I’m reading Linwood Barclay in order. His first book, Bad Move, was a hoot – primarily because the main character is such a neurotic head case, while still being funny. Some bad stuff happened in Bad Move… but nobody we really cared about got knocked off or maimed, so all was fine.
In Bad Guys, Barclay’s taking the badness up a notch while maintaining the neurosis and the humor. Protagonist Zach Walker and his family (newspaper reporter Sarah, college freshman daughter Angie, and 16-year-old son Paul) are back in the big city. Zach’s still on the beat at the Metropolitan and is working a feature story by shadowing PI Lawrence Jones as he investigates a series of break-ins on behalf of business owners. Jones – who becomes a friend and is a recurring character in future books – is stabbed and left for dead in his own home. Only Zach’s fortuitous arrival saves his life.
Meanwhile, back at home, Zach’s worried about Angie’s new suitor… is he just a persistent annoyance, or a real stalker? Is his urge to follow Angie to keep her safe a prudent impulse given the situation, or just ultra-anxious safety nut Zach being Zach? And Paul, who’s always been a good kid, might be flirting with substance abuse. There’s plenty for a worrier to worry about.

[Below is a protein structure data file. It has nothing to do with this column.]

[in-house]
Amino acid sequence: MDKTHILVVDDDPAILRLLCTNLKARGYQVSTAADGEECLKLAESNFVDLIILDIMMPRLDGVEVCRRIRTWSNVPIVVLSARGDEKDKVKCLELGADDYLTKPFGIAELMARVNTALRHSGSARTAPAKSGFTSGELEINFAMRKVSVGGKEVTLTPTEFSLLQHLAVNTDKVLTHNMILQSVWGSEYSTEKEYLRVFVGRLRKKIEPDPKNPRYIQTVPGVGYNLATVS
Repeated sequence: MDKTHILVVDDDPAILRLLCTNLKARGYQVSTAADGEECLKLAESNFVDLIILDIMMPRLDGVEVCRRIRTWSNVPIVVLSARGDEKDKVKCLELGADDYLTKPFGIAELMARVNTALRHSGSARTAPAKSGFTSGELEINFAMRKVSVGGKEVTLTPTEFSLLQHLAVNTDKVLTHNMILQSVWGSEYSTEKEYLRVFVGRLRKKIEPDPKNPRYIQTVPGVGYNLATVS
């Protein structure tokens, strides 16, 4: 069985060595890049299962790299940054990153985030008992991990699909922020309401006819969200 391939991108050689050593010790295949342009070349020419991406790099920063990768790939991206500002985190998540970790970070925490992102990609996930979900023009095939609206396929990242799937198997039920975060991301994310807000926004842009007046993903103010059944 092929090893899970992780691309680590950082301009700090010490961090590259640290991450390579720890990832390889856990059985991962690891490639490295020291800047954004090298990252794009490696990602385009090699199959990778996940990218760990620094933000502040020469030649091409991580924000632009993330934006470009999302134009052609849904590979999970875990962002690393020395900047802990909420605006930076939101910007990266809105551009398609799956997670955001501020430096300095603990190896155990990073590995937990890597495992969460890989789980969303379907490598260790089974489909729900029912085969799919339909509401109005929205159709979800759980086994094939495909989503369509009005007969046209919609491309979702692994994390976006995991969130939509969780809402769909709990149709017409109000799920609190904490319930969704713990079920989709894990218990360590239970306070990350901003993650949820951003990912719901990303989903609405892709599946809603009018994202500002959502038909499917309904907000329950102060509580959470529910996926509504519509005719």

As with his previous book, Barclay solves the mystery and ties up all the loose ends. And in a change-up that I won’t reveal here because I don’t want to ruin it for you, he managed to surprise me with a twist at the end. I often see these coming … there’s the problem of the “extraneous character,” for example. Generally, in mysteries, if somebody doesn’t have a real reason to be in the book, it’s a tip-off that the character is not what he (or she) seems. This is the literary version of the Law & Order experience, where an actor that’s way too big for the part he or she is playing must be the bad guy.
So far, Barclay’s managing to include believable violence in a funny, family-centric mystery of the amateur sleuth type. As I know that future books are more straight-out thrillers, I’m interested to see how he keeps this balance up over the next few books and if there is a clear transition point.